Welcome to Brownsville! Located in the very heart of the Rio Grande delta, with Mexico at the doorstep and the Gulf of Mexico beaches so very close by, Brownsville is a dynamic, bustling city that is a perfect travel or business destination.
Brownsville’s location and tropical climate combine to establish a perfect venue for nature and cultural activities, including Gulf beaches; the Gladys Porter Zoo, with its more than 1,500 animal species in natural settings; national wildlife preserves; historic sites; and numerous museums.
The charm of Southwestern lifestyles, combined with a bicultural mystique, Rand McNally cites the Rio Grande Valley as having the state’s best overall climate. And, Brownsville offers a tropical environment of stately palm trees, purple Bougainvillea, exotic birds, and cool, coast breezes. This nature lover and sportsmen’s paradise is where the Chisolm Trail began.
Brownsville weather is generally favorable for year ’round outdoor activities, with at least 234 sunny days per year. In August, which is the hottest month, high temperatures hover around 93 degrees. January generally has highs of under 70 degrees.
- Brownsville Attractions
- Boca Chica State Park
- Brownsville Museum of Fine Art
- Commemorative Air Force Museum
- Costumes of the Americas Museum
- Gladys Porter Zoo
- Historic Brownsville Museum
- Laguna Atascosa Wildlife Refuge
- Palo Alto Battlefield National Historical Park
- Stillman House Museum
- World Birding Center at Resaca de la Palma State Park
- Brownsville Climate
- Brownsville Economy
Brownsville features so many wonderful opportunities for the visitor: a world famous zoo, great beaches, beautiful golf courses, new shopping centers, museums, galleries and more!
Brownsville’s tropical climate is perfect for nature and cultural activities, Gulf beaches, golfing, sightseeing, wildlife viewing, fishing, or hunting. The most popular Ecotourism attraction is the Gladys Porter Zoo with more than 1500 animal species in natural settings. National wildlife preserves and historic sites are found in and about town. Numerous museums bring a variety of the City’s rich heritage alive. Guided and custom tours of many of the attractions are available through experienced operators. The delights of Mexico are just steps south of downtown. The Mexican and Spanish cultural influences come to life in festivals and artistic performances throughout the year.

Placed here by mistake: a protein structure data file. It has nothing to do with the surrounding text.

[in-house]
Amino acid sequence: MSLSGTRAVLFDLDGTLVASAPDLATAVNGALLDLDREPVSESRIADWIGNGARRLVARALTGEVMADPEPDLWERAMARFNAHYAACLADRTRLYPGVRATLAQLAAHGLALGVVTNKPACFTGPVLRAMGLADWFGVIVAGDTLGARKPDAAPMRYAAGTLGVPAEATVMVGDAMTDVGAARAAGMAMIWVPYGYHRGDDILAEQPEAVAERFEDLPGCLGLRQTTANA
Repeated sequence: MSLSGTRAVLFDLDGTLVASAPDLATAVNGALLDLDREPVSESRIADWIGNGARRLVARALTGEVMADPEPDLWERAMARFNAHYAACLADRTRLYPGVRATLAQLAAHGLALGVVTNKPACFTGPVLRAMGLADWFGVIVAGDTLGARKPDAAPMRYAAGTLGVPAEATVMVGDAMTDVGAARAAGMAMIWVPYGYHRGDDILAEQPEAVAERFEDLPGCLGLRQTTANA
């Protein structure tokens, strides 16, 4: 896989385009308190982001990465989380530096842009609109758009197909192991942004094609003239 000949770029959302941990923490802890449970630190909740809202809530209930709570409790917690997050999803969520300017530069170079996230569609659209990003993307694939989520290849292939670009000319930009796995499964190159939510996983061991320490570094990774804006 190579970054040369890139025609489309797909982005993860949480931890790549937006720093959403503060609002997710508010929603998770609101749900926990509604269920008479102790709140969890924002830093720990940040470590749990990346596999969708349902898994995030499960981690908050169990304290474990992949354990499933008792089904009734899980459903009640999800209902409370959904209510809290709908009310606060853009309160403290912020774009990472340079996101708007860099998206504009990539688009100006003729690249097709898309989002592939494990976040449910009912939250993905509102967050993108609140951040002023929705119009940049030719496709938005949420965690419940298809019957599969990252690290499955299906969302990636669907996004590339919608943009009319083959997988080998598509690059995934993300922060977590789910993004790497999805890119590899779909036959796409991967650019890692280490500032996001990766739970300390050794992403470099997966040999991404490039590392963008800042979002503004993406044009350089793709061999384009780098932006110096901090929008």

Boca Chica State Park
Brownsville, TX 78521; (956) 546-3721
Relax at Boca Chica State Park, a remote white-sand beach 20 miles east of Brownsville off Highway 4. Popular activities at Boca Chica Beach include fishing, swimming, surfing, sunbathing, and birdwatching.
Brownsville Museum of Fine Art
660 East Ringgold Street, Brownsville, TX 78520; (956) 542-0941
In its 17,000-square-foot facility in the Mitte Cultural District, the Brownsville Museum of Fine Art displays over 350 paintings, prints, drawings, sculptures, and photographs created by local and international artists. Temporary exhibits of historical artifacts or works by notable artists are also available. Except for Sunday, the museum is open every day.
Commemorative Air Force Museum
955 South Minnesota Avenue Brownsville, TX 78521 (956) 541-8585
The Commemorative Air Force Museum allows visitors to experience World War II through the eyes of America’s pilots. The museum is open from 9:30 a.m. to 3:30 p.m. on Wednesdays through Saturdays, and group tours are available.
Costumes of the Americas Museum
501 Ringgold Street, Brownsville, TX 78520; (956) 547-6890